Understand pig nutritional requirements

Each food type has different levels of nutrients. You need to understand what foods contain what nutrients so you can make a balanced diet for pigs.

Most piggeries feed pigs a mixture of:

  • grains include barley, wheat and sorghum
  • proteins include soya bean meal, fish meal, canola
  • supplements include vitamins, minerals and amino acids.

Commercial piggeries either purchase feed from suppliers or create their own feed by milling grains such as wheat, barley and sorghum and mixing them with protein meals and other dietary supplements.

The ratios and nature of the supplements is carefully managed to meet the dietary requirements of pigs at different stages of growth.

Sub-standard feed can be produced by mixing errors or by including too much of an ingredient that contains anti-nutritional factors. Sub-standard feed can lower production and may cause health problems. Rats can also contaminate feed and transfer disease carrying organisms.

Energy

Everything a pig does uses energy. If energy supply (food) is limited, a pig’s body will use energy for basic survival functions and this can limit reproduction and growth. If there is too much energy, a pig’s body will store extra energy in its body as fat.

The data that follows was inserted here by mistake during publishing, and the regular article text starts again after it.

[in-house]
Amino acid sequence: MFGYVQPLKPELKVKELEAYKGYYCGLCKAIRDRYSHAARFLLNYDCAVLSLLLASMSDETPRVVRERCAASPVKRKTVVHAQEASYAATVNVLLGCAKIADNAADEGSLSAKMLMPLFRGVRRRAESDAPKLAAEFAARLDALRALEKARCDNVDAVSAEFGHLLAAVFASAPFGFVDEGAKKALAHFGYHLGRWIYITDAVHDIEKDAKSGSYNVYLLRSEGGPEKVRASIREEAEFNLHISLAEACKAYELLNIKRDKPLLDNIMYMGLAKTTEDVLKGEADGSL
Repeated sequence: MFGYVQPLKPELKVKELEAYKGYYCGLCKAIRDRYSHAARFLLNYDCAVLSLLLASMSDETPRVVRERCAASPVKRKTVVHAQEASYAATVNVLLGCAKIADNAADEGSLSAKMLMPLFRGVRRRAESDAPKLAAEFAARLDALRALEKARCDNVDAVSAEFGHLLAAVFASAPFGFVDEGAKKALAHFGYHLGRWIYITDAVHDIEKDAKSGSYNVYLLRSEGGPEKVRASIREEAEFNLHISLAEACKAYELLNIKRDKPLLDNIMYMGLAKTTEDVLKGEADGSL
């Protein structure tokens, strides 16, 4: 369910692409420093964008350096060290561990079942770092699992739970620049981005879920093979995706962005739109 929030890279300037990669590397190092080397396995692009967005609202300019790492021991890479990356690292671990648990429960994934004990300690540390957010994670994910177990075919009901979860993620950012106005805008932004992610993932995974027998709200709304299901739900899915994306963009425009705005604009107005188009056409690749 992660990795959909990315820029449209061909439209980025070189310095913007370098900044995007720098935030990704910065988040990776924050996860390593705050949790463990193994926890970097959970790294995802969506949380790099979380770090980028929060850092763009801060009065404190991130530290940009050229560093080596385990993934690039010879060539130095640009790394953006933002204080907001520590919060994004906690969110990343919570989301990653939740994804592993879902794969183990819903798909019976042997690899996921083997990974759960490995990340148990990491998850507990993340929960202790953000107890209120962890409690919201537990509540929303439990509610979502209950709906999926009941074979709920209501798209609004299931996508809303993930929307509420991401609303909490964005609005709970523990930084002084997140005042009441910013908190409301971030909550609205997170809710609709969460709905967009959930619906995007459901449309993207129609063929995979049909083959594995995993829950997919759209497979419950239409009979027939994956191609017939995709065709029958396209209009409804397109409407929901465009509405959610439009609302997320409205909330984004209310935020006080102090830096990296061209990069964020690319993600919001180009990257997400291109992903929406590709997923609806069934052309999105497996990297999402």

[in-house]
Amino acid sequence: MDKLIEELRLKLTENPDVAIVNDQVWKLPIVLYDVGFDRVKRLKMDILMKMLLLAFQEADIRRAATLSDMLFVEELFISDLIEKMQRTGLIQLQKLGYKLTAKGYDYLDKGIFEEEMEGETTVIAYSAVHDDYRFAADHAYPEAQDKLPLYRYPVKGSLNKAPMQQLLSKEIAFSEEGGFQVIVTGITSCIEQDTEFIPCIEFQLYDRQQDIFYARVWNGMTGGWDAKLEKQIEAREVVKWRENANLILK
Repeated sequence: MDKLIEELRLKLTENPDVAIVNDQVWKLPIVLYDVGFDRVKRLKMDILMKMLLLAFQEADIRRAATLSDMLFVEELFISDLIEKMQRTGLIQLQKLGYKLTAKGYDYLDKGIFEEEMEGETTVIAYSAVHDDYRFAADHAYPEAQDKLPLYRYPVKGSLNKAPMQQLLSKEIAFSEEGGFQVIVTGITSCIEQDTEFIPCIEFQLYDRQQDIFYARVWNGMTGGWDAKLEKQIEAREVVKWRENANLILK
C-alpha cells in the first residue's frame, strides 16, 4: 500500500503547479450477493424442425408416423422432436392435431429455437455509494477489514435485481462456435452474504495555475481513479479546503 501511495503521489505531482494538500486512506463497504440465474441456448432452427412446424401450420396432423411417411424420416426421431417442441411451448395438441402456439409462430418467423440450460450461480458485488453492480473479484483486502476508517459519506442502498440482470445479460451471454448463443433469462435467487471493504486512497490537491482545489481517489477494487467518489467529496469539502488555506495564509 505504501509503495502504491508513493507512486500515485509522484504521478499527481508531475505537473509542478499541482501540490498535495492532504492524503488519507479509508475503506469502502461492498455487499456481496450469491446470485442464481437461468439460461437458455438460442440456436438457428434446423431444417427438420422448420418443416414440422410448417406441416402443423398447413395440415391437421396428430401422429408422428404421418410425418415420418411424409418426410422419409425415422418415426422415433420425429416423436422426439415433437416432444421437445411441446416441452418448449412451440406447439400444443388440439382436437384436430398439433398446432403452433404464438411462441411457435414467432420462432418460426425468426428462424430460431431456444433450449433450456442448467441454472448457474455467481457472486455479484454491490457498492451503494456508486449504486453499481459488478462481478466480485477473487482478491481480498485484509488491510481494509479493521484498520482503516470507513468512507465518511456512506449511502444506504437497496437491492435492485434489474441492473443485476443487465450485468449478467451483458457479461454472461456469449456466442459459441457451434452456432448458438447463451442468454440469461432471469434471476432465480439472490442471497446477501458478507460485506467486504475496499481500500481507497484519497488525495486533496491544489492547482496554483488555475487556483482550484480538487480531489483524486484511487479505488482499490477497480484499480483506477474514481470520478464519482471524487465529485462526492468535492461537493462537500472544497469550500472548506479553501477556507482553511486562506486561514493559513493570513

Learn how to determine pig feed levels based on feed energy.

Amino acids

Amino acids are the chemical building blocks of protein. There are about 20 different types of amino acids in nature but you only need to feed 9 types to pigs.

Minerals

Minerals are essential compounds that your pigs use in their bone structure and to regulate many biochemical processes.

The main minerals in pig diets are sodium, calcium and phosphorus.

Vitamins

Vitamins help regulate many biochemical processes in your pig’s body.

Pig feed ingredients usually have most vitamins, but adding a vitamin supplement is a cheap way to prevent vitamin deficiencies.

Avoid mould, poisons and other toxins

Mould can affect grains and other feed, producing toxins that when eaten by pigs can reduce productivity, and cause severe illness and death.

While pig farmers may be able to reduce costs by purchasing weather damaged grains that may contain mould or grain that may contain weed seeds, the potential for lost production or even stock deaths has to be assessed. Laboratories can test for mould and weed seed contamination.

Find out more about weed seeds, moulds and other poisons that can affect pigs.

Swill feeding is banned

Swill feeding is banned in Australia because it can transmit major diseases.